Doctors will guide them to deliver medicine and check the intestines for disease
There’s a wet, squishy tube 9 meters (30 feet) long that carries food from your mouth to your stomach and on through the gut. At times it will get folded over and over (to fit into your belly). This digestive tract is where your body slowly breaks down food, absorbing what it needs for energy and health. Anything not needed will exit out its end — and unceremoniously into your toilet — as waste.
As the entry portal for all food and water, its function and health is pivotal to life. But when symptoms suggest a problem, doctors can find it a tough place to explore.
Certain symptoms that might suggest disease, such as cancer, lurk within its enormous span. Maybe doctors will need to deliver a drug at some precise milepost along the path. They might even need to retrieve something small — such as a penny or battery swallowed by a young child.
Today, to see inside this tube of wet digesting food and wastes, doctors often turn to a tiny video camera. It’s shaped like a pill and about that size. After swallowed, it slides down the throat, into the stomach and on through the intestines. Eventually it will exit out the other end. A doctor can pore over the images it captures throughout its voyage.
But that camera only takes video. It can’t treat disease or retrieve a penny. That’s why doctors are now teaming up with engineers to build tiny robots. One day, these mechanical devices might deliver medicine on demand. Or they might cut out a tiny tissue sample, called a biopsy (BYE-op-see), in which doctors can check for signs of cancer.
Such devices offer to make medical procedures safer and more comfortable. They may also deliver new and better views of the inner you.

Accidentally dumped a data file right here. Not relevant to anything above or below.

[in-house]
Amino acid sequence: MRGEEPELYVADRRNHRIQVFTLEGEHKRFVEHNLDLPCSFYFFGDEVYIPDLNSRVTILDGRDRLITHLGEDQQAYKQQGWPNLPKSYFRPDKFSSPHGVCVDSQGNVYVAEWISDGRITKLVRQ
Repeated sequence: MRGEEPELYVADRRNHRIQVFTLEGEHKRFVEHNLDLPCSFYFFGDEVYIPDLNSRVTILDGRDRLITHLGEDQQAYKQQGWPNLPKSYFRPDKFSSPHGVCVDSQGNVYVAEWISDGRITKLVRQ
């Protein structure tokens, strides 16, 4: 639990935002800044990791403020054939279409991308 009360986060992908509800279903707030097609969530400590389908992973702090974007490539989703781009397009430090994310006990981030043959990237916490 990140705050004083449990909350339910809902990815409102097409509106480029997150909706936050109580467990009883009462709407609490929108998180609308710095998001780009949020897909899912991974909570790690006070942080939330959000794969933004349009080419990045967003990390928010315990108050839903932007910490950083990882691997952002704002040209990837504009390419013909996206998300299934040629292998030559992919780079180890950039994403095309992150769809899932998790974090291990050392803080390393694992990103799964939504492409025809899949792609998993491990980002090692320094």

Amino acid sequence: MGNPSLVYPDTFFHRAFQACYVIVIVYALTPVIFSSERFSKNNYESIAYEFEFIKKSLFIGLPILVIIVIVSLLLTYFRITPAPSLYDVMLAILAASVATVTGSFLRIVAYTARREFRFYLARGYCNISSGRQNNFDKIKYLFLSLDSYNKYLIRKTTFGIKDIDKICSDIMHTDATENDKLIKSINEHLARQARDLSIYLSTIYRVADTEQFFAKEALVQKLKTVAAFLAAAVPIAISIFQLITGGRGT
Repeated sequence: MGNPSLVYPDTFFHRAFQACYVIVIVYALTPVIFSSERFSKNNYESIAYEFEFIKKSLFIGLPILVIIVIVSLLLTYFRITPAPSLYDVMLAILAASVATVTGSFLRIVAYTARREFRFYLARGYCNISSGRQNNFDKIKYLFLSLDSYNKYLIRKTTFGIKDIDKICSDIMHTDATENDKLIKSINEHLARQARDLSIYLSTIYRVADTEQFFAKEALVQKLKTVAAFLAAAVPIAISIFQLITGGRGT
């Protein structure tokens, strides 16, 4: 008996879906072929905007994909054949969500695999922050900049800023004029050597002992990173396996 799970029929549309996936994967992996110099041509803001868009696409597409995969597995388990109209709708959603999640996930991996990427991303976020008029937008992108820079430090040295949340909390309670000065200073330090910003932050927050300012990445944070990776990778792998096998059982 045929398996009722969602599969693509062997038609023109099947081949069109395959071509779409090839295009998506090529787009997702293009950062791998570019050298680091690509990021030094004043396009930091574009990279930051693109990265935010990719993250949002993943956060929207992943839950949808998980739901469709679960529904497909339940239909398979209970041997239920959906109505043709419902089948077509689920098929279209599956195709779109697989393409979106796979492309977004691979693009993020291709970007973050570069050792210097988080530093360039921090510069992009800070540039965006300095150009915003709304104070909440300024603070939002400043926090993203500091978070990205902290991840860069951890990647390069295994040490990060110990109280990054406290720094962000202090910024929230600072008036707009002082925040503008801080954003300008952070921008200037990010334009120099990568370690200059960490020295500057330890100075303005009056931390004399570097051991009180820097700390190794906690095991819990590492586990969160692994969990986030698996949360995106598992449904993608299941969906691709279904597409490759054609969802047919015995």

Crawling through the colon
Swallow a bite of pizza or spoonful of custard and the digestive tract takes over. By squeezing and releasing, the tube slowly pushes anything you ate or drank down and around the gut. Swallow a pill-like camera and the same thing happens. The body pushes it through the digestive tract. But these new robots aren’t just passive tools along for the ride. They may crawl or wiggle through the body. They can move backward or forward at the command of your doctor.
Once they’re done, these gut crawlers then leave the body just like a regular piece of waste.
David Zarrouk is a professor of mechanical engineering at Ben-Gurion University in Beer-Sheva, Israel. He and his team are building such a robot. It carries a motor to power its worm-like wiggling. Small electronic sensors inside it collect data on the robot’s precise position in the body. A smooth artificial skin lets the robot snake through the stomach and intestines without damaging them.
This worm-bot is known as SAW. That’s short for single-actuator wave robot. An actuator (ACK-shoo-ay-tor) is a part of a machine that makes the entire device move in response to some signal.
Zarrouk has always been interested in building small robots that move in unusual ways. He started working on the worm-like robot in 2015. SAW “will be very smooth and small enough to pass through the body,” he says. It should be able to deliver drugs. And, he notes, “In case it breaks down, it can continue on its own. The digestive system would take it out of the body.”
The Ben-Gurion team is using a 3-D printer to build the robot out of plastic. Eventually they plan to make the robot from special materials that will not irritate human tissue. “We try to use soft surfaces that are not going to cause damage,” Zarrouk explains, “because the intestines are very flexible.”
Zarrouk has already started testing SAW in the intestines of pigs. They were donated by a local cooperative farm, or kibbutz (Kih-BOOTZ). Engineers and computer scientists are now working to shrink the robot’s size, yet keep it powerful enough to perform its job. Zarrouk hopes to be ready to test the device in people sometime later this year. However, he adds, it won’t be ready for widespread use until long after that.
Origami for the gut
While the Israeli team is making robots that crawl through the gut, researchers in Boston, Mass., are at work on a tiny robot that will unfold at its worksite like a mini-umbrella. They believe their device offers the best approach to exploring the digestive system without causing problems or getting stuck.
“It is an origami-style robot,” explains Daniela Rus. She’s a professor of electrical engineering and computer science at the Massachusetts Institute of Technology in Cambridge.
“We can actually squish the robot into the shape and size of a pill,” she says.
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